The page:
While cutting prices (and denting margins) when demand is apparently “skyrocketing” is unorthodox, the moves reflect Impossible Foods’ growing economies of scale and mission to make plant-based meat more affordable, claims Impossible Foods, which ultimately aims to match, and then undercut, the price of conventional meat.
And there’s still some way to go on that front, acknowledged the Redwood City, CA-based company, which now sells its wares in around 30,000 foodservice locations and 17,000 retail stores from Walmart to Trader Joe’s.
Assuming that retailers pass on the price cuts, for example, 1lb of Impossible patties would retail at around $11, compared to around $6/lb for organic, grass-fed and other premium ground beef from cows; and $5.50/lb for pre-packaged conventional 80/20 beef in patty form, said chief communications officer Rachel Konrad.
1lb of Impossible bricks, meanwhile, would be $9.32, versus $6.50 for premium beef from cows, and $4.50 for 80/20 beef in brick form, she added.
That said, weight by weight price comparisons can be a bit misleading, she said: "Impossible Burgers are still more expensive but remember that there’s the 'shrinkage' issue. Animal-derived beef loses about 25-30% of weight and volume in cooking due to excess water that bleeds out in cooking. Impossible Burger barely shrinks at all (less than 5%)."
'For every $1 spent on Impossible Burger at US grocery stores, 82 cents comes at the direct expense of animal-derived foods'
While Nielsen data (see box below) shows that retail sales of conventional meat rose in double digits over the past 52 weeks, this doesn't mean that plant-based meats are not displacing animal meat (Impossible Foods' stated goal), said Konrad, noting that the vast majority of Impossible Foods' sales come at the expense of animal-derived meat.
“For every $1 spent on Impossible Burger at US grocery stores, 82 cents comes at the direct expense of animal-derived foods -- up from 72 cents per $1 in September 2020 [based on analysis of consumer credit card purchases over the most recent 13-week period from Chicago-based analytics company Numerator].”
‘A tsunami of curiosity trial…’
The key question will be whether early consumer interest in Impossible Foods' retail products will be sustained, said James Richardson, a cultural anthropologist-turned business consultant to emerging CPG brands, who argues that “unicorn-levels of national awareness-building before retail entry have created a tsunami of curiosity trial.”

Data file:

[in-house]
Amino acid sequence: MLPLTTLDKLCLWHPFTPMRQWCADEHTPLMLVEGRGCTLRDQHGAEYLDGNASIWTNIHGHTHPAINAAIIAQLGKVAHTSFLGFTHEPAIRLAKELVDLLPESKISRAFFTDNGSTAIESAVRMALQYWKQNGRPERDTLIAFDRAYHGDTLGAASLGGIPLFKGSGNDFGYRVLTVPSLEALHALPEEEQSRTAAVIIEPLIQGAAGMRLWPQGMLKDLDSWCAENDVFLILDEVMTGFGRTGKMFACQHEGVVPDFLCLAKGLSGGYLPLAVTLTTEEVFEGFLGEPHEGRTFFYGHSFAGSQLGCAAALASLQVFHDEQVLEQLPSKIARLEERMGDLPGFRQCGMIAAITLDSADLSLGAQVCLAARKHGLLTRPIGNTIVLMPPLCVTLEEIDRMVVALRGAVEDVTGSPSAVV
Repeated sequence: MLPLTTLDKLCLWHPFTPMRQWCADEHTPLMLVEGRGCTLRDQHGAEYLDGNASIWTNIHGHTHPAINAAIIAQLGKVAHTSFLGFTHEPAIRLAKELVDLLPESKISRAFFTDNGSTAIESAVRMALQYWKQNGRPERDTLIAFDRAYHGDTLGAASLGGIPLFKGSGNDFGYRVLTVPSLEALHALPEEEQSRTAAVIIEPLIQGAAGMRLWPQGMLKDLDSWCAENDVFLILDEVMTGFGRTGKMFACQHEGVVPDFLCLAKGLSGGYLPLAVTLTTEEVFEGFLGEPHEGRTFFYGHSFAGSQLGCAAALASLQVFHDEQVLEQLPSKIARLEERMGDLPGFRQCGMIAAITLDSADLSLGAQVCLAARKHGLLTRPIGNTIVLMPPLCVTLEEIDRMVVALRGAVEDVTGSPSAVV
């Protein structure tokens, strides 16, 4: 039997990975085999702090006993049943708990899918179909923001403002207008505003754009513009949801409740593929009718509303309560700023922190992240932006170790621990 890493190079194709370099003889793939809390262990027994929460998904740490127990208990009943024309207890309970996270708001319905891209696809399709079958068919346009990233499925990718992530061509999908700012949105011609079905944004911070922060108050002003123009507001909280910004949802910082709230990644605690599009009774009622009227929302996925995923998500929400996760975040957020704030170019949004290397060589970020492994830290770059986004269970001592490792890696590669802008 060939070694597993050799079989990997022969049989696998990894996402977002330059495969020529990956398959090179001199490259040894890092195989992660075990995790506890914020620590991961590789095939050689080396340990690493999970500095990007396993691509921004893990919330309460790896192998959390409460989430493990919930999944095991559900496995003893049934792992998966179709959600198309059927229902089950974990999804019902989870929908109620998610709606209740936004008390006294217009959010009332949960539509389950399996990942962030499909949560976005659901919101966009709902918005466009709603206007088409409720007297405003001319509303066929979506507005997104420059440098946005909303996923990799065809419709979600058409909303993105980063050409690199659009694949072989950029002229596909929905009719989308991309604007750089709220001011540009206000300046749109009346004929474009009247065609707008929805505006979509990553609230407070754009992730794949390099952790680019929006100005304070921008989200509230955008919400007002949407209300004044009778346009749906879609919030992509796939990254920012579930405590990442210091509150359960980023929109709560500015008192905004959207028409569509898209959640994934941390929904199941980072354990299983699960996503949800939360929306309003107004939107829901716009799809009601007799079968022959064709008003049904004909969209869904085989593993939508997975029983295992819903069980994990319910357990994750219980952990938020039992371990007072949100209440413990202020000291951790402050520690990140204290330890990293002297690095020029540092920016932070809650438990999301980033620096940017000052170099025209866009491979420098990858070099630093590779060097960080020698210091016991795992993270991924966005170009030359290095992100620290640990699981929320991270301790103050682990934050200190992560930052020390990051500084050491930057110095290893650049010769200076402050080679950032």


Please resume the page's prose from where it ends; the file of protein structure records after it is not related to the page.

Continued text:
He told FoodNavigator-USA last month: “The company has ramped up retail distribution so fast that this trial tsunami clouds any definitive analysis of the business... No one has produced a definitive bottoms-up addressable market study of how much of the 80:20 retail beef market is driven by consumers open to anything other than curiosity trial of these otherwise yummy plant-based imitations."
‘A full range of meats and dairy products for every cultural region in the world’
Impossible Foods – which has a stated goal to “produce a full range of meats and dairy products for every cultural region in the world” – recently teased a plant-based milk product “better than anything that comes from a cow,” during a call outlining plans to double the size of the R&D team over the next 12 months. However it is also working on steak, chicken, seafood, and eggs.
Production has increased six-fold since 2019, both in the company’s main plant in Oakland and at multiple plants owned by co-manufacturing partners, added the company, which has raised well over a billion dollars to build its plant-based empire.
Plant-based meat sales +45.1% in latest 52 weeks; conventional meat +18.7%
According to Nielsen data shared with FoodNavigator-USA this week, US retail sales of plant-based meat (frozen and fresh) rose 45.1% to $932.9m in the 52 weeks to January 16, 2021; whereas sales of conventional meat (which dwarfs plant-based meat in scale) surged 18.7% to $72.9bn.
According to SPINS data collected by The Good Food Institute, burgers have the biggest share of the plant-based meat category, followed by sausage links, patties, nuggets, grounds, deli, bacon, and meatballs.
However, in terms of dollar sales growth, the fastest-growing segments are links, grounds, deli meat and meatballs.
“Our stated goal since Impossible Foods’ founding has always been to drive down prices through economies of scale, reach price parity and then undercut the price of conventional ground beef from cows.”
Dr. Pat Brown, founder and CEO, Impossible Foods